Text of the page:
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Popcorn and Book Videos

PopcornAs a fan of both Freakonomics and The Undercover Economist I'm convinced I need to read an upcoming title called Why Popcorn Costs So Much at the Movies.  I enjoy these books that talk about hidden trends in the economy and everyday products.

The author, Richard McKenzie, also created a video trailer for the book which I've embedded below.  I'm seeing more and more authors and publishers investing in promotional videos for their books.  This one is pretty simple but it's extremely effective; now that I've watched it I feel like I know more about the author and his book than if I would have simply read through a book description on Amazon, for example.

I plan to read Why Popcorn Costs So Much at the Movies and will post a follow-up review when I'm finished.

Comments

Franchise Whale

Really enjoyed it, I wanted to click out and
you kept pulling me back in! Many thanks
and keep up the great work!

Ellen Gerstein

No offense to Popcorn Guy, but that video put me to sleep. That's not an example of video I would use to inspire a customer to buy a book. Sure, seeing food at the beginning drew me in (mmmm...popcorn) but the message was lost in the dry delivery. What was the point of the book? Why do I want to buy it? Dunno. ZZZZZ.

If you want an example of how video can be done right in the promotion of a book, look no further than Gary Vaynerchuk's Wine Library TV (http://tv.winelibrary.com/). He's not spending a fortune on his videos, but he's engaging and personal, and his book is climbing the charts at Amazon.

Joe Wikert

*Finally*, someone took the time to help me make another point on this! Ellen, I'm betting a dollar that you never read Freakonomics or The Undercover Economist, right? In fact, since I know a bit about you, I'm betting that even if you *did* read either of those you would have been bored to tears.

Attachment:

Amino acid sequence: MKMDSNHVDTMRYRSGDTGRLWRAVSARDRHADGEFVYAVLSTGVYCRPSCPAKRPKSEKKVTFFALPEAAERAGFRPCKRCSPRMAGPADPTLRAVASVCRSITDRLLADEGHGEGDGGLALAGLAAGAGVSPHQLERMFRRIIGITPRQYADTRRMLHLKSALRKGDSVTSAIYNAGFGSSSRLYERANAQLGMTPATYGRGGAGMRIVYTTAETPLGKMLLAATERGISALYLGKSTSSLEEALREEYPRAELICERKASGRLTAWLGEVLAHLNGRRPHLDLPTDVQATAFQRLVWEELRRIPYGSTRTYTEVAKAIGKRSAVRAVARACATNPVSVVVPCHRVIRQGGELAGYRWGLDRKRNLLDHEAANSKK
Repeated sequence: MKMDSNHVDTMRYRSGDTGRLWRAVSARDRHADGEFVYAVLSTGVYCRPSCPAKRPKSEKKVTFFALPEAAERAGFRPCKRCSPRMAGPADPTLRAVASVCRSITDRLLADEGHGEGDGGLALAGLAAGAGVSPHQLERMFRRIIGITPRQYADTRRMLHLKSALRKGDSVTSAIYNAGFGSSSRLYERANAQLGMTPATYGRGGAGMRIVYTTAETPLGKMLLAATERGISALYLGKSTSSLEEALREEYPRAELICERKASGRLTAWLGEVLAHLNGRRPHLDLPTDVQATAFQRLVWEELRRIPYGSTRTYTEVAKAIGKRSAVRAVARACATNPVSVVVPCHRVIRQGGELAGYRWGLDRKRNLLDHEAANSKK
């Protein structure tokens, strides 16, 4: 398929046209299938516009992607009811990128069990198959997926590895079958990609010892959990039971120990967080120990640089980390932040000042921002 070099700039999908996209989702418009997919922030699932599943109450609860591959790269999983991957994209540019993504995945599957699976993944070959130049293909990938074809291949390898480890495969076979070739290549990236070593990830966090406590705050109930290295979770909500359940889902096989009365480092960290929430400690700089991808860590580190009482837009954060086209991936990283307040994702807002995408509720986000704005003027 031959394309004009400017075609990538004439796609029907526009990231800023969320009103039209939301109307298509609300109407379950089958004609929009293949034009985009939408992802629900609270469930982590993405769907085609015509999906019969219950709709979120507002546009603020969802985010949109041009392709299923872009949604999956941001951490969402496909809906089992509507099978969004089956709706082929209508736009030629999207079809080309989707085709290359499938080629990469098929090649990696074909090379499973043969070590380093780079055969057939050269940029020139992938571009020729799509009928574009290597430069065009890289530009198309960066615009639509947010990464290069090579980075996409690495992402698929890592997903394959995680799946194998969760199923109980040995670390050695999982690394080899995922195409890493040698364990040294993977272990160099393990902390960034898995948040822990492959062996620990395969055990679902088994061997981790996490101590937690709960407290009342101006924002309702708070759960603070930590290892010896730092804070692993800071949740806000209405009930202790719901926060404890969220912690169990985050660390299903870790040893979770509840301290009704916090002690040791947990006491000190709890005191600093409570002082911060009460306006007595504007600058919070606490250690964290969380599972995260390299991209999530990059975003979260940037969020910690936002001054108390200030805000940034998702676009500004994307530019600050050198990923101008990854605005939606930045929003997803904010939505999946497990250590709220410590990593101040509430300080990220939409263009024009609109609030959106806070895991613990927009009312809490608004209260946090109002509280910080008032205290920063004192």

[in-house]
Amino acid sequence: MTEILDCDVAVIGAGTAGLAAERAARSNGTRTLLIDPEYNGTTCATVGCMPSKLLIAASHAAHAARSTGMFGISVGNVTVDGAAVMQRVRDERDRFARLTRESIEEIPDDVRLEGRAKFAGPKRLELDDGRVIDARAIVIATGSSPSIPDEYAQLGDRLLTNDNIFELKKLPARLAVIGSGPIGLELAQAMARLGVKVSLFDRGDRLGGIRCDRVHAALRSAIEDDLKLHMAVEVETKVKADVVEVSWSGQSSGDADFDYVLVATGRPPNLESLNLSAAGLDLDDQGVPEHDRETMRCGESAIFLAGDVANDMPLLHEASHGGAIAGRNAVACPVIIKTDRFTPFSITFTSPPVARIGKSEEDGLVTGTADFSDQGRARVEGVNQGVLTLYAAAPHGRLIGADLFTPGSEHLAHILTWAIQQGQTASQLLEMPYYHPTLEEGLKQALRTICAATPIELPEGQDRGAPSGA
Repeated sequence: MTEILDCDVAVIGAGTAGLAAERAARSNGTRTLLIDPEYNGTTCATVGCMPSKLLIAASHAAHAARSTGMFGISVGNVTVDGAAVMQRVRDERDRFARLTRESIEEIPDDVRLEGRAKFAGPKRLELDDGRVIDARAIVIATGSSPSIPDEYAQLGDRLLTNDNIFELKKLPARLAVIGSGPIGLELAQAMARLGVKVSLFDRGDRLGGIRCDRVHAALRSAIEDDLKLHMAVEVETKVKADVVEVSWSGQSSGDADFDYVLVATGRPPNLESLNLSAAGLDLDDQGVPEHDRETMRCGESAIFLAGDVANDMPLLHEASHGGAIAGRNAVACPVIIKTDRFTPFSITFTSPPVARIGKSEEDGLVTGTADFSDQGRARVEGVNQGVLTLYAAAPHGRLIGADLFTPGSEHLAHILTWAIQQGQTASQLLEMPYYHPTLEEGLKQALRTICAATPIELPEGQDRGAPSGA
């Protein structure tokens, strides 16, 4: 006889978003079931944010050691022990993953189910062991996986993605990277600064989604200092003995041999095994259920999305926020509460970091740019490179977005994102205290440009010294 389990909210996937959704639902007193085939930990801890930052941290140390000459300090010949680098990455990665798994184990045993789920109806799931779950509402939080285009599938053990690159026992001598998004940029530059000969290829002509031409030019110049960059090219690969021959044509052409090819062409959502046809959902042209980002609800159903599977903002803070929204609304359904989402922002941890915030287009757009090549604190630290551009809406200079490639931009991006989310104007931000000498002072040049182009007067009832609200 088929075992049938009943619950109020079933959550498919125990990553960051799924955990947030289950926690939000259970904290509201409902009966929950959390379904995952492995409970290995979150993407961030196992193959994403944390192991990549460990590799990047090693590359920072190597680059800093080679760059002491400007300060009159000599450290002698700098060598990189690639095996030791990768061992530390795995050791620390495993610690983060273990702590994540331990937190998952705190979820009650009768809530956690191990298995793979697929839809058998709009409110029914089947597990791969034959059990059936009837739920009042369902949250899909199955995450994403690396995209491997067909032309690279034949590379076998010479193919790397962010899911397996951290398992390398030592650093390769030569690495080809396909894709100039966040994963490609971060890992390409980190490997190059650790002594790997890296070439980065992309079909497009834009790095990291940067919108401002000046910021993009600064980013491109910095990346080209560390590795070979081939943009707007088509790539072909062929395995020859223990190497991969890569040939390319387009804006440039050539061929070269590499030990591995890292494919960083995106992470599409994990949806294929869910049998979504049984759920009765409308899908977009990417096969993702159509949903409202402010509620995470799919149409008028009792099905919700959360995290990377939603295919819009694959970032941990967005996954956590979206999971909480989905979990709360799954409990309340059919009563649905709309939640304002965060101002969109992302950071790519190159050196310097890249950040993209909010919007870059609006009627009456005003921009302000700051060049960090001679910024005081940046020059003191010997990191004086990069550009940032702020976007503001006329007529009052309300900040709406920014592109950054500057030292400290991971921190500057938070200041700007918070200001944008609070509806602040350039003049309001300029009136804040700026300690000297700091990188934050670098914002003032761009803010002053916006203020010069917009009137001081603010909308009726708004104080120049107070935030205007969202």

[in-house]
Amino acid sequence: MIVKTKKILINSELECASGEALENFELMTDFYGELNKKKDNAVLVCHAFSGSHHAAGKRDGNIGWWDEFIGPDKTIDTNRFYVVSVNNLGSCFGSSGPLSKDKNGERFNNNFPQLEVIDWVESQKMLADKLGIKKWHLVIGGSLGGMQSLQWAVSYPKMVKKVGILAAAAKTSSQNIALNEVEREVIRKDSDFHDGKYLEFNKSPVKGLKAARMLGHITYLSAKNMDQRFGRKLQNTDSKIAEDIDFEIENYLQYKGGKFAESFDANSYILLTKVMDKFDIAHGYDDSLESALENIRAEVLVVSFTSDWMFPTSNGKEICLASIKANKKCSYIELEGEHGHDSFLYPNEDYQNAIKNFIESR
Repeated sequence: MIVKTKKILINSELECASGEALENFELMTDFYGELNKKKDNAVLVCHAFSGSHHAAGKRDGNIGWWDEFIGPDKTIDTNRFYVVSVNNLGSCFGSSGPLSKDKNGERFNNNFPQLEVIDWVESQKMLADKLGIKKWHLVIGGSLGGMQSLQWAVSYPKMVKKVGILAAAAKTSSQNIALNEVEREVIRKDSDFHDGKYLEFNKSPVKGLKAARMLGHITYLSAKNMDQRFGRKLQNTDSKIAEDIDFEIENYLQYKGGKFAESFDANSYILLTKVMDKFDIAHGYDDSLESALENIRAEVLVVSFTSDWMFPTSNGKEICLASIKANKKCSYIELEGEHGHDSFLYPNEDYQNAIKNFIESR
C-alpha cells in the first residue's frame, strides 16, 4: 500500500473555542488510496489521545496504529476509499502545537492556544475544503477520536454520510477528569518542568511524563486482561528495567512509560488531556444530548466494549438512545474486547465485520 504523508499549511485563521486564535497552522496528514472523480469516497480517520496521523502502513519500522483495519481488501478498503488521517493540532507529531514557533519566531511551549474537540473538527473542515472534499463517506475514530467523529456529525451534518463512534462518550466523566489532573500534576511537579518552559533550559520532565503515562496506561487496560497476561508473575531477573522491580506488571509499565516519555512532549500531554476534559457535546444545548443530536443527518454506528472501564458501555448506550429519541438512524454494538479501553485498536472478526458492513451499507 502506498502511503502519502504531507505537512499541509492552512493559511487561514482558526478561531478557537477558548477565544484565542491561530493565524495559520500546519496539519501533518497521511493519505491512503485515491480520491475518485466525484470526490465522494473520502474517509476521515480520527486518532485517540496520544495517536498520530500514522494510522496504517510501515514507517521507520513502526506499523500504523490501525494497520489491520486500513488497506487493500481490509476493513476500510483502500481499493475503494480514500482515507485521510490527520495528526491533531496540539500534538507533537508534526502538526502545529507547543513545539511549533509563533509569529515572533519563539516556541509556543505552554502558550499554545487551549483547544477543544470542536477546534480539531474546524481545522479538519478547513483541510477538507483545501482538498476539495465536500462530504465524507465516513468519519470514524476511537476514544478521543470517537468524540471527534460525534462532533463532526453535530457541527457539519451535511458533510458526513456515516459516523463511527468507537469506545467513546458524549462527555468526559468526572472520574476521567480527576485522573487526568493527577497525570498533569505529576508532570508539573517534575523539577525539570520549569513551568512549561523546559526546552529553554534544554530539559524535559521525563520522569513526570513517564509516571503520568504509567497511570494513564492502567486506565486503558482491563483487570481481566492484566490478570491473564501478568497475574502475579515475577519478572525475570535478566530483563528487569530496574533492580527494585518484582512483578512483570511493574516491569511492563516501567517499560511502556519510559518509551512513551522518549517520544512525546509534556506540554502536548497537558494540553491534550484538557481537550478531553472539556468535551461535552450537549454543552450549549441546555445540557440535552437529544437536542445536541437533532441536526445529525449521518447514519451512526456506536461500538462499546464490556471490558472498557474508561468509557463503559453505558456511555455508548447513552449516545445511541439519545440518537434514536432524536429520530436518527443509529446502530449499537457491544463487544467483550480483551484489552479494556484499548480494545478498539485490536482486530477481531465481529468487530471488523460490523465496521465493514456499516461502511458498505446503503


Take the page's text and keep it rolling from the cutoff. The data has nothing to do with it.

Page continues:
On the other hand, I read both and loved them immensely, which is why I found McKenzie's video so effective. Sure, the guy isn't some polished actor with a lot of sizzle (*any* sizzle?!) in his message. But the book won't be all glitzy either, and I'm looking for facts and figures, not sizzle, in a book like this.

FWIW, you're a wine fan and I'm not. I couldn't imagine watching even one of those videos you linked to, probably for the exact same reason why McKenzie's bored you.

My point? Different strokes for different folks. I wouldn't expect any one video for any one book to appeal to everyone, but I'll bet McKenzie's video will help sell a few copies of his book to Freakonomics fans.

Ellen Gerstein

Wrong on half that - I did read Freakonomics, but mostly because Jay Lesandrini kept talking about it. I found it interesting, but more in an "eat your beets" kind of way. Not something I would seek out for myself, but I felt healthier after I read it.

I'm not saying that every video has to be glitzy. Far from it. Our marketing group spend a lot of time last year meeting with fancy vendors who create elaborate video offerings on books, to the tune of $5-10K for video. Guess what? We never did any of them. The process seemed too overwhelming, expensive, and daunting.

But it shouldn't be. We can do these simply, easily and cheaply. Or better yet, our authors can do them themselves. It's something I know we have to dust off and get moving on.

Meantime, glass of Cabernet for you, Joe?

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